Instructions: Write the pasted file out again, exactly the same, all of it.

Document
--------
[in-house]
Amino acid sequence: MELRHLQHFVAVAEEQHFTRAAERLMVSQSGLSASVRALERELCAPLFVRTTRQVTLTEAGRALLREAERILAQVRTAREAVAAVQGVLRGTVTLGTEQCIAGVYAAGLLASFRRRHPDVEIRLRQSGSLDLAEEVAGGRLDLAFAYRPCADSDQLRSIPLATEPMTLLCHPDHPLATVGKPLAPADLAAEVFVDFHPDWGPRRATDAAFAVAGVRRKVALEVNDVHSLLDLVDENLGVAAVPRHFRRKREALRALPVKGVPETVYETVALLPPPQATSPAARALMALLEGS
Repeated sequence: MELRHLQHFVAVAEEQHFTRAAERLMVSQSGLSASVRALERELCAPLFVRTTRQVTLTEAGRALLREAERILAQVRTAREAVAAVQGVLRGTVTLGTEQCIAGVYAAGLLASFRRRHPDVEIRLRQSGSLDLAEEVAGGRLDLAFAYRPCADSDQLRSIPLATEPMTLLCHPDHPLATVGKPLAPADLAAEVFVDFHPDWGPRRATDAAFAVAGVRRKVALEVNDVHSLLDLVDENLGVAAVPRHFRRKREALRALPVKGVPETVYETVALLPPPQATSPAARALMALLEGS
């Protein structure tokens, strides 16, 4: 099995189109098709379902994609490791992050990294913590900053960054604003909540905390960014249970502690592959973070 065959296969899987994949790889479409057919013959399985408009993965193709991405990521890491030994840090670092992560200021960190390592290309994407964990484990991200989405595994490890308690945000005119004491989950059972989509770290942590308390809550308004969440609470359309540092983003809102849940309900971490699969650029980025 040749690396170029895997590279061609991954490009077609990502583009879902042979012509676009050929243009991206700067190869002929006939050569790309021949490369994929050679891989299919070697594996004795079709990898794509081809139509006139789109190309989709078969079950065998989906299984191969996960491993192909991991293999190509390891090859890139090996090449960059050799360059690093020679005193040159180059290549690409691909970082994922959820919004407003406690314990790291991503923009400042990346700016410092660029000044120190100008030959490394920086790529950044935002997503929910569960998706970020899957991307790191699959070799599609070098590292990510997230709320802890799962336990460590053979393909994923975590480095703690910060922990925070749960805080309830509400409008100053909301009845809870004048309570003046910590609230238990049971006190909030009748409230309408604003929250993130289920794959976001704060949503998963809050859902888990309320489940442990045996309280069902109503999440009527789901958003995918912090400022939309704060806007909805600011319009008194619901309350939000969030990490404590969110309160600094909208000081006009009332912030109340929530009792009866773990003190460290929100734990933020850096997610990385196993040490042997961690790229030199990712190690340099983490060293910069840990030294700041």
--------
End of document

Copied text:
[in-house]
Amino acid sequence: MELRHLQHFVAVAEEQHFTRAAERLMVSQSGLSASVRALERELCAPLFVRTTRQVTLTEAGRALLREAERILAQVRTAREAVAAVQGVLRGTVTLGTEQCIAGVYAAGLLASFRRRHPDVEIRLRQSGSLDLAEEVAGGRLDLAFAYRPCADSDQLRSIPLATEPMTLLCHPDHPLATVGKPLAPADLAAEVFVDFHPDWGPRRATDAAFAVAGVRRKVALEVNDVHSLLDLVDENLGVAAVPRHFRRKREALRALPVKGVPETVYETVALLPPPQATSPAARALMALLEGS
Repeated sequence: MELRHLQHFVAVAEEQHFTRAAERLMVSQSGLSASVRALERELCAPLFVRTTRQVTLTEAGRALLREAERILAQVRTAREAVAAVQGVLRGTVTLGTEQCIAGVYAAGLLASFRRRHPDVEIRLRQSGSLDLAEEVAGGRLDLAFAYRPCADSDQLRSIPLATEPMTLLCHPDHPLATVGKPLAPADLAAEVFVDFHPDWGPRRATDAAFAVAGVRRKVALEVNDVHSLLDLVDENLGVAAVPRHFRRKREALRALPVKGVPETVYETVALLPPPQATSPAARALMALLEGS
């Protein structure tokens, strides 16, 4: 099995189109098709379902994609490791992050990294913590900053960054604003909540905390960014249970502690592959973070 065959296969899987994949790889479409057919013959399985408009993965193709991405990521890491030994840090670092992560200021960190390592290309994407964990484990991200989405595994490890308690945000005119004491989950059972989509770290942590308390809550308004969440609470359309540092983003809102849940309900971490699969650029980025 040749690396170029895997590279061609991954490009077609990502583009879902042979012509676009050929243009991206700067190869002929006939050569790309021949490369994929050679891989299919070697594996004795079709990898794509081809139509006139789109190309989709078969079950065998989906299984191969996960491993192909991991293999190509390891090859890139090996090449960059050799360059690093020679005193040159180059290549690409691909970082994922959820919004407003406690314990790291991503923009400042990346700016410092660029000044120190100008030959490394920086790529950044935002997503929910569960998706970020899957991307790191699959070799599609070098590292990510997230709320802890799962336990460590053979393909994923975590480095703690910060922990925070749960805080309830509400409008100053909301009845809870004048309570003046910590609230238990049971006190909030009748409230309408604003929250993130289920794959976001704060949503998963809050859902888990309320489940442990045996309280069902109503999440009527789901958003995918912090400022939309704060806007909805600011319009008194619901309350939000969030990490404590969110309160600094909208000081006009009332912030109340929530009792009866773990003190460290929100734990933020850096997610990385196993040490042997961690790229030199990712190690340099983490060293910069840990030294700041």